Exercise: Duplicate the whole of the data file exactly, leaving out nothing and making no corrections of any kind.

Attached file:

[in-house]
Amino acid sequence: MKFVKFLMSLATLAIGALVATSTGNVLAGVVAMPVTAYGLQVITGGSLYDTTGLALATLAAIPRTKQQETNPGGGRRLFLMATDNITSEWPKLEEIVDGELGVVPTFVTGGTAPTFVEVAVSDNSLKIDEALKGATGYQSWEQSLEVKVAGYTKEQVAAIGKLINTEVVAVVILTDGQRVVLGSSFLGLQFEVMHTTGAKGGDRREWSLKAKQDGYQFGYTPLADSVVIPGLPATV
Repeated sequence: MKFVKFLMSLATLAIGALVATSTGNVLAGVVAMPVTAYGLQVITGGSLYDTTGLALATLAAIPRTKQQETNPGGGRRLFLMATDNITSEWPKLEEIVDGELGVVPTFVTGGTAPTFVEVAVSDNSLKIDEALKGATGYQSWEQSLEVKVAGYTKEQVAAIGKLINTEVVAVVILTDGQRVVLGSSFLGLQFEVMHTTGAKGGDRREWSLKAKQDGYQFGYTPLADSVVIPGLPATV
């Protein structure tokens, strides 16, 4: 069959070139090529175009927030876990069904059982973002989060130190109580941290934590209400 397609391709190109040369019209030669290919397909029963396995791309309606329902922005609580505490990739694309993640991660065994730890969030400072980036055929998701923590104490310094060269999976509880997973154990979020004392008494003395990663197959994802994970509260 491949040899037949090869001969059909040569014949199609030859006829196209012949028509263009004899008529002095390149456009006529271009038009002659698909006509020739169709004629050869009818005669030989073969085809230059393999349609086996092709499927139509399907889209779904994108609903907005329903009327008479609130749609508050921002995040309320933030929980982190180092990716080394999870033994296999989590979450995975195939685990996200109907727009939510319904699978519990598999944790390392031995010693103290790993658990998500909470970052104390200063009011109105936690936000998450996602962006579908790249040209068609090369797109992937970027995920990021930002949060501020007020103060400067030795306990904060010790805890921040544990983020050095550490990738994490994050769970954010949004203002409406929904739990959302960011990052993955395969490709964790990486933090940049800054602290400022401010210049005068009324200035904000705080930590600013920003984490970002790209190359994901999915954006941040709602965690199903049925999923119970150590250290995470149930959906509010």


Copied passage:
[in-house]
Amino acid sequence: MKFVKFLMSLATLAIGALVATSTGNVLAGVVAMPVTAYGLQVITGGSLYDTTGLALATLAAIPRTKQQETNPGGGRRLFLMATDNITSEWPKLEEIVDGELGVVPTFVTGGTAPTFVEVAVSDNSLKIDEALKGATGYQSWEQSLEVKVAGYTKEQVAAIGKLINTEVVAVVILTDGQRVVLGSSFLGLQFEVMHTTGAKGGDRREWSLKAKQDGYQFGYTPLADSVVIPGLPATV
Repeated sequence: MKFVKFLMSLATLAIGALVATSTGNVLAGVVAMPVTAYGLQVITGGSLYDTTGLALATLAAIPRTKQQETNPGGGRRLFLMATDNITSEWPKLEEIVDGELGVVPTFVTGGTAPTFVEVAVSDNSLKIDEALKGATGYQSWEQSLEVKVAGYTKEQVAAIGKLINTEVVAVVILTDGQRVVLGSSFLGLQFEVMHTTGAKGGDRREWSLKAKQDGYQFGYTPLADSVVIPGLPATV
């Protein structure tokens, strides 16, 4: 069959070139090529175009927030876990069904059982973002989060130190109580941290934590209400 397609391709190109040369019209030669290919397909029963396995791309309606329902922005609580505490990739694309993640991660065994730890969030400072980036055929998701923590104490310094060269999976509880997973154990979020004392008494003395990663197959994802994970509260 491949040899037949090869001969059909040569014949199609030859006829196209012949028509263009004899008529002095390149456009006529271009038009002659698909006509020739169709004629050869009818005669030989073969085809230059393999349609086996092709499927139509399907889209779904994108609903907005329903009327008479609130749609508050921002995040309320933030929980982190180092990716080394999870033994296999989590979450995975195939685990996200109907727009939510319904699978519990598999944790390392031995010693103290790993658990998500909470970052104390200063009011109105936690936000998450996602962006579908790249040209068609090369797109992937970027995920990021930002949060501020007020103060400067030795306990904060010790805890921040544990983020050095550490990738994490994050769970954010949004203002409406929904739990959302960011990052993955395969490709964790990486933090940049800054602290400022401010210049005068009324200035904000705080930590600013920003984490970002790209190359994901999915954006941040709602965690199903049925999923119970150590250290995470149930959906509010």